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Blood ; 138(SUPPL 1):3826, 2021.
Article in English | EMBASE | ID: covidwho-1770242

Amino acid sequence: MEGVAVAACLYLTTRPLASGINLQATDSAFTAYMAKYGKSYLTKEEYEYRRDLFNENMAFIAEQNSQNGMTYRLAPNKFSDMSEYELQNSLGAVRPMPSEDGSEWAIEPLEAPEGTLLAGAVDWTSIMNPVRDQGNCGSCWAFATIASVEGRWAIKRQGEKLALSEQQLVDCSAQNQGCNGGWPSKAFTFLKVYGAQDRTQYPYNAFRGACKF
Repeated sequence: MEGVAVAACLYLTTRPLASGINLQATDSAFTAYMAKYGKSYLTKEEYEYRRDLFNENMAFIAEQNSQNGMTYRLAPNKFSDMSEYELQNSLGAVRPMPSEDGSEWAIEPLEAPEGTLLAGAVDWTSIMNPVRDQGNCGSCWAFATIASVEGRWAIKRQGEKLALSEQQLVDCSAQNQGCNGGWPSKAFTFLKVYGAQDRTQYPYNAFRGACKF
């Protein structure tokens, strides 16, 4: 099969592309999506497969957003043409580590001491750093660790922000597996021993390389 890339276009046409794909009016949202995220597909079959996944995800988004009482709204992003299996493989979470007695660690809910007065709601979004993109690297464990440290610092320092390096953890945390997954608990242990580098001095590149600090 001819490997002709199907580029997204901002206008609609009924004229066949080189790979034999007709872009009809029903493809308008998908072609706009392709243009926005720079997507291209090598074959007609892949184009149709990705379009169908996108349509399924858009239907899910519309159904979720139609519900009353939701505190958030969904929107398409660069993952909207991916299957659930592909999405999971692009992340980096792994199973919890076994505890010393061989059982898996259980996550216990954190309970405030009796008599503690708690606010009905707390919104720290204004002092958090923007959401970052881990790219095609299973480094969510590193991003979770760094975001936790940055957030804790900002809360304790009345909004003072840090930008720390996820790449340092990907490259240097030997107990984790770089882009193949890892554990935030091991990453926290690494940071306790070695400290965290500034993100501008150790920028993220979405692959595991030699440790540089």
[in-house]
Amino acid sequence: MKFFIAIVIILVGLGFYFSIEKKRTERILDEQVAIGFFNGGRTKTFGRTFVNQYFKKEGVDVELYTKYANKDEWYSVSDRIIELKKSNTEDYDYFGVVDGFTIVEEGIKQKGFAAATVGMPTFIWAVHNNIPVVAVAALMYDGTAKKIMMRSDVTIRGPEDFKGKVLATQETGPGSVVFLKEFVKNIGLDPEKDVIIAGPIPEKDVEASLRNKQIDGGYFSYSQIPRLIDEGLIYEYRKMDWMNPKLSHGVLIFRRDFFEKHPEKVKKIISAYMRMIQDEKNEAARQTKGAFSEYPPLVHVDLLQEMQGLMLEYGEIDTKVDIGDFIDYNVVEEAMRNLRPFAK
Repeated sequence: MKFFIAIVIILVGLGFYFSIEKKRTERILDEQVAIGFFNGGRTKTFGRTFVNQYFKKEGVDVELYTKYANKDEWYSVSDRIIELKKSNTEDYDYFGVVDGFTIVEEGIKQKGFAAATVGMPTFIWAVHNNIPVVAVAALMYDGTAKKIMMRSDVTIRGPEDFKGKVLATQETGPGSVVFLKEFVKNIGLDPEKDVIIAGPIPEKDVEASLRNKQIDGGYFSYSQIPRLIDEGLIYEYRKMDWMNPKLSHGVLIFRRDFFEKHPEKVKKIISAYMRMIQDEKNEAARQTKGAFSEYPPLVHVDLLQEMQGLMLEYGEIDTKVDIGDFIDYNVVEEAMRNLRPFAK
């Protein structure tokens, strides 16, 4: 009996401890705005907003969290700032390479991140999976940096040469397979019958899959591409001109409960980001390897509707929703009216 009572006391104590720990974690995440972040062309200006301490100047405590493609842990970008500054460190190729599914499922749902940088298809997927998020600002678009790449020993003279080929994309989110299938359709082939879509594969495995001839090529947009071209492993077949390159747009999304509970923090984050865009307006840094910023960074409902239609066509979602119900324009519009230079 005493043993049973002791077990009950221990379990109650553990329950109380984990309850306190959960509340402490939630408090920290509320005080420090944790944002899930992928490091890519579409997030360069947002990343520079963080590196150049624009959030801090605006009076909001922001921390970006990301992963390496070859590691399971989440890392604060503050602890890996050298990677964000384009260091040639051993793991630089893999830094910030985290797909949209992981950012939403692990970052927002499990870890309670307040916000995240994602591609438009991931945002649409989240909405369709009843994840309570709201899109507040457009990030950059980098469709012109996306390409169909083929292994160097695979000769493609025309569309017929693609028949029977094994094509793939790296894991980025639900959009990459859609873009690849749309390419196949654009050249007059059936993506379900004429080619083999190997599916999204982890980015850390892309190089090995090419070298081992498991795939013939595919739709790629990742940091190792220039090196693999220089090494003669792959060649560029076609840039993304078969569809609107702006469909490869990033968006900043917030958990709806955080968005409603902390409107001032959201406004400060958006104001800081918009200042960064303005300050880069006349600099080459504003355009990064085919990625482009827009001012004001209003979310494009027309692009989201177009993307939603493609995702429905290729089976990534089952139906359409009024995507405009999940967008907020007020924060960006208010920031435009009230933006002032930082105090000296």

Introduction: Axicabtagene ciloleucel (axi-cel) is an autologous anti-CD19 Chimeric Antigen Receptor (CAR) T-cell therapy that induces durable responses in patients with relapsed or refractory large B-cell lymphoma. At a median of 27.1 months follow-up on the ZUMA-1 trial, median overall survival (OS) was 25.8 months with 39% progression free survival (PFS) at 2 years post-infusion (Locke, Lancet Onc 2019). We previously reported outcomes of axi-cel patients treated with standard of care therapy at a median follow up of 12.9 months, including 42% who did not meet eligibility criteria for ZUMA-1 based on co-morbidities (Nastoupil, JCO 2020). Here we report results from this cohort at a median follow up of 32.4 months, as well as late outcomes of interest including cytopenias, infections and secondary malignancies. Methods and Results: The US Lymphoma CAR-T Consortium comprised of 17 US academic centers who contributed data independent of the manufacturer. Two hundred and ninety-eight patients underwent leukapheresis with intent to manufacture standard of care axi-cel as of September 30, 2018. In infused patients (n=275), OS and PFS were calculated from date of infusion. After median follow-up of 32.4 months (95% CI 31.1 - 34.3), median OS was not reached (95% CI 25.6 - not evaluable) (Figure 1A) with 1-, 2- and 3-year OS of 68.5% (95% CI 62.6-73.7), 56.4% (95% CI 50.1-62.2) and 52.2% (95% CI 45.7-58.2%), respectively. Median PFS was 9 months (95% CI 5.9-19.6) (Figure 1B);1-, 2- and 3-year PFS was 47.4% (95% CI 41.4-53.2), 41.6% (95% CI 35.6-47.5) and 37.3% (95% CI 31.3-43.2), respectively. Twenty-seven PFS events occurred at or after 1 year post infusion;19 events were progressive lymphoma, with the latest relapse observed 28 months after axi-cel infusion. Eight patients died while in remission from their lymphoma: 4 from secondary malignancy, 3 from infection, and 1 from unknown causes. Results of multivariable modeling were similar to our prior analysis: factors associated with both a shorter PFS and shorter OS included male sex, elevated pre-lymphodepletion LDH, and poor ECOG status. Complete blood count and B- and T-cell recovery data were collected at 1 and 2-years post-infusion, excluding patients who had relapsed or been treated for secondary malignancy at time of collection (Table 1). Rates of neutropenia (absolute neutrophil count ≤1000) at 1- and 2- years were 9.2% (10/109) and 11.2% (9/80) and rates of CD4 count ≤200/ul were 62% (23/37) and 27% (7/26). Recovery of B cells was seen in 54% (15/28) and 57% (13/23) at 1-and 2-years post infusion. Infections were reported in 31.2% (34/109) patients between 6- and 12-months post infusion, and 17% (18/109) were severe, requiring either hospitalization and/or IV antibiotics. Twenty-one patients (24%, 21/89) had an infection between 1- and 2- years, 11% of which were severe. Twenty percent (10/49) of patients between 2- and 3-years had an infection and 4 (8%) were severe. Neutropenia, low CD4 counts, and IgG levels were not associated with infection, though patients with infection between 6-12 months were more likely to have received IVIG (p<0.001). No patient in this cohort died of COVID-19. Twenty-two of 275 (8%) patients were diagnosed with subsequent malignancy after axi-cel treatment: 14/275 (5%) patients were diagnosed with myeloid malignancies (MDS (n=12), AML (n=1), CMML (n=1));other malignancies included squamous cell carcinoma of skin (n=3);sarcoma (n=1);endometrial (n=1);lung (n=1);mesothelioma (n=1) and AITL (n=1). Patients with myeloid malignancy had a median age of 62 at axi-cel apheresis (IQR 56-67), 64% were male and median lines of prior therapy was 4 (IQR 3-6), including 36% with a prior autologous stem cell transplant. Eleven patients were in remission from lymphoma at myeloid malignancy diagnosis, while 3 were diagnosed after progression and interval therapy. Conclusion: This multi-center retrospective study showed similar long-term results to the ZUMA-1 trial, despite including patients who did not meet ZUMA-1 eligibility criteria ba ed on comorbidities. Sixteen percent of PFS events were seen after 1 year, largely due to disease progression. Late infection was common but was not explained by persistent neutropenia or low CD4 counts. Subsequent malignancy, including MDS, occurred in 8% of patients and require further study to better identify patients at risk. (Figure Presented).